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Pediatricians Tackle Chronic Absenteeism

Catherine is a senior communications professional helping social change organizations tell their story in powerful ways. She has expertise in public health, environmental stewardship, philanthropy and education. Follow her on Twitter @CatBrozena

New policy statement by American Academy of Pediatrics encourages pediatricians to talk with parents and families about school attendance and the links to health.

The link between education and health is well-ingrained in the minds of educators and health care providers alike, thanks to a wealth of recent research that confirms this. Good health is critical to ensuring that students can make the most of their educational opportunities. And access to good education and regular attendance at school impacts a person’s long-term health, often leading to better jobs, higher income earnings, and better access to resources that reinforce health.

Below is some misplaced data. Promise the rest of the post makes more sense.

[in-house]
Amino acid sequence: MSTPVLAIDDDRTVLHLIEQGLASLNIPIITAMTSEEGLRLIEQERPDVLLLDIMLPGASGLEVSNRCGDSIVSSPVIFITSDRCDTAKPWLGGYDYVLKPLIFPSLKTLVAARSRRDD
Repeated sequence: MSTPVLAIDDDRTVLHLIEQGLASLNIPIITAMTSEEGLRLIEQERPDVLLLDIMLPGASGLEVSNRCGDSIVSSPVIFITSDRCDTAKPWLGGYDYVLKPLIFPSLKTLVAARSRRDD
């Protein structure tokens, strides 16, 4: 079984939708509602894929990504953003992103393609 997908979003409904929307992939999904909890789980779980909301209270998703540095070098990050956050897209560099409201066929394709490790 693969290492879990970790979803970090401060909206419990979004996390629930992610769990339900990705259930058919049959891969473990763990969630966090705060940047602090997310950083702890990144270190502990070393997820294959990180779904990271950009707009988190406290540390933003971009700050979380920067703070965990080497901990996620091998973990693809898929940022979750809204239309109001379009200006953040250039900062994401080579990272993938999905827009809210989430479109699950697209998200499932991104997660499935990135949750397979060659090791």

Now health care groups like the American Academy of Pediatrics are strengthening the conversation by recommending that pediatricians routinely ask parents about their child’s school attendance and how many days they may have missed school in the past month. The recommendation is part of a new set of policy directives that AAP issued on the link between school attendance and health.

Kaiser Permanente’s Institute for Health Policy interviewed Hedy N. Chang, executive director of Attendance Works, to learn more about AAP’s new policy.

Read their insightful article.

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